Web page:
Great Barrier Island residents and businesses are looking to the heavens for a bright future.

The island has applied to be declared an International Dark Sky Sanctuary.

A decision is expected within a few weeks, encouraging accommodation providers to set-up telescopes in hopes of attracting star-gazing "astro-tourists" from around the world.

Being off-grid and with almost zero outdoor lighting, the island avoids the excess light pollution blamed for obliterating night-sky displays across the developed world.

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Intense starry vistas have captivated generations of visitors to the island, 90 kilometres north-east of Auckland. Barrier residents decided to turn this long-standing aesthetic asset into a major tourist drawcard after "space fever" hit the island last year.

The night sky is so bright at remote Mabey Beach that visitors claim they can read a newspaper by starlight. Photo/Paul Charman
The night sky is so bright at remote Mabey Beach that visitors claim they can read a newspaper by starlight. Photo/Paul Charman

Last September, the island's Awana Rural Women Group hosted a conference called, "Is There Anybody Out There", which examined the possibility of life on other planets.

Speakers including the Pope's astronomer and director of the Vatican Observatory, Brother Guy Consolmagno and Weta Digital's creative arts director, Gino Acevedo.

Following the event, at which it was pointed out Barrier residents see 10 times more stars than folk living in Auckland City, an island astronomy group was formed.

BETTER THAN TEKAPO

The astronomy group attracted 90 people, meaning 10 per cent of the island's 950 residents have now officially become star-gazers.

An application by the Great Barrier Local Board for international status as a "Dark Sky Sanctuary" was supported by Auckland Council and the Auckland Astronomical Society - and sent to the Arizona-based International Dark-Sky Association (IDA).

It could, one resident said, potentially lead to status exceeding that of the Aoraki Dark-Sky Reserve, in the Mackenzie Basin, which draws tens of thousands of international visitors annually.

"Dark-sky reserves", such as at Lake Tekapo, are far more numerous than "dark-sky sanctuaries". Sanctuary status was reserved for the most isolated, fragile and dark locations.

Barrier residents said sanctuary status would bring the island to the notice of hundreds of thousands astro-photography enthusiasts worldwide.

Gendie and Richard Somerville-Ryan and Nalayini and Gareth Davies prepared and submitted the application to the IDA, but Gendie Somerville-Ryan declined to comment.

She said the IDA's deliberations would be sub judice until the decision was announced in early June.

However, hospitality providers on the island say astro-tourism is an idea whose time has come. Although hoping for sanctuary status, they said night-sky tourism would, in any event, now be at the core of their promotions.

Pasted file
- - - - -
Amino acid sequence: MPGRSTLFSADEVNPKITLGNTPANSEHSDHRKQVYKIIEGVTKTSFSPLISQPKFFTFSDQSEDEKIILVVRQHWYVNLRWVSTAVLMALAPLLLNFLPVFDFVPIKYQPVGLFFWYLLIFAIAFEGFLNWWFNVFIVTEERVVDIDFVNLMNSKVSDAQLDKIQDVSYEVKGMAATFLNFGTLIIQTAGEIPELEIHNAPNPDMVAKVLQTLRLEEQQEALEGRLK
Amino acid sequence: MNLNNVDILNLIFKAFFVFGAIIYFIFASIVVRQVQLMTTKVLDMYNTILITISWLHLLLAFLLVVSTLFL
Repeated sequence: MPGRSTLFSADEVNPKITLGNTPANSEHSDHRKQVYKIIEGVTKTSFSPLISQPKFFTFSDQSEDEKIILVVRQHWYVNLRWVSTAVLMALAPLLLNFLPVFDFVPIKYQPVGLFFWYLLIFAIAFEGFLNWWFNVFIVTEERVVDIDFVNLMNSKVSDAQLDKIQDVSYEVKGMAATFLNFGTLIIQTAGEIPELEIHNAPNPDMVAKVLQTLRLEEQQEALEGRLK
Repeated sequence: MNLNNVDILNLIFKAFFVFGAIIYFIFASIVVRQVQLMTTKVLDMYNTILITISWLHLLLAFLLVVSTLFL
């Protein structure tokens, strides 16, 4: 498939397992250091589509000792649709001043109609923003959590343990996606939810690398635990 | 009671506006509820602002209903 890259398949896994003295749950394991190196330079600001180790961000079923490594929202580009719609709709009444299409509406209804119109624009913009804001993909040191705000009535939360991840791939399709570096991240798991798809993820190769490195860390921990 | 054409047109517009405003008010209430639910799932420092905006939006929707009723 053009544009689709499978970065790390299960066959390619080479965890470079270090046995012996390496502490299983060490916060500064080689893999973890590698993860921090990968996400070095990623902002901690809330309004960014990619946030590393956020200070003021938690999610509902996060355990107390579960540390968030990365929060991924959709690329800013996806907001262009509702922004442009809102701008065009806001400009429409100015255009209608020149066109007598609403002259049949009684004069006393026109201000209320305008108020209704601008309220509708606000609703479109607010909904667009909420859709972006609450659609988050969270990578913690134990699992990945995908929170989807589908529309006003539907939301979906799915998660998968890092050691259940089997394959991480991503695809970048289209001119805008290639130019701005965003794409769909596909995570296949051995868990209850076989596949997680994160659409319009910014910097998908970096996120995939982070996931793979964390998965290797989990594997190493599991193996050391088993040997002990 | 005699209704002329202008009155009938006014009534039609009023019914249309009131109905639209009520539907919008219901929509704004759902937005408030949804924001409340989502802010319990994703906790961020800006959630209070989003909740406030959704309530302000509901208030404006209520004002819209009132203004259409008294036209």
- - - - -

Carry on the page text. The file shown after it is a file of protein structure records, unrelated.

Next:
PERFECT NICHE

Destination Great Barrier Island (DGBI) chairwoman Reverend Caroline Leys said night-sky tourism was a perfect niche market for the island to develop.

Destination Great Barrier Island (DGBI) chairwman Reverend Caroline Leys and Orama Oasis leadership team member Paul McGlashan. Photo/Paul Charman
Destination Great Barrier Island (DGBI) chairwman Reverend Caroline Leys and Orama Oasis leadership team member Paul McGlashan. Photo/Paul Charman

It would boost tourist trade in the island's shoulder seasons, the periods leading-up to and following the Christmas holidays, she said.

Hospitality providers already had their hands full during peak season; accommodation tended to be booked out and roads barely cope with traffic.

"But in the peak holiday season you don't get a good view of the night sky until about 10pm, anyway," Lees said.

"Before and after daylight saving [September 25 to April 2], we have a dark skies from about 6.30pm.

"Getting an earlier view of the stars has many advantages, not least giving the opportunity to involve children."

Lees said many operators were over-worked during the peak season but accommodation was often under-used during shoulder seasons.

"Night-sky tourism has the potential to counteract that. It could provide additional roles for drivers, presenters, guides and so forth; maybe allowing young people raised on the island to return to live and work."

She said Orama Oasis, with which she has had a long association, would recruit astronomy graduates to explain the night sky to visitors.

"A couple of people could live here and work as volunteers; we'll offer them scholarships at the end of their time."

STARRY NIGHTS

Medlands Beach Lodge owner Mark Durling said there was so little residual light, stars seen from the barrier could be "so bright it's truly incredible".

Auckland gallery owner Sally Souness and Medlands Beach Lodge owner Mark Durling. Photo/Paul Charman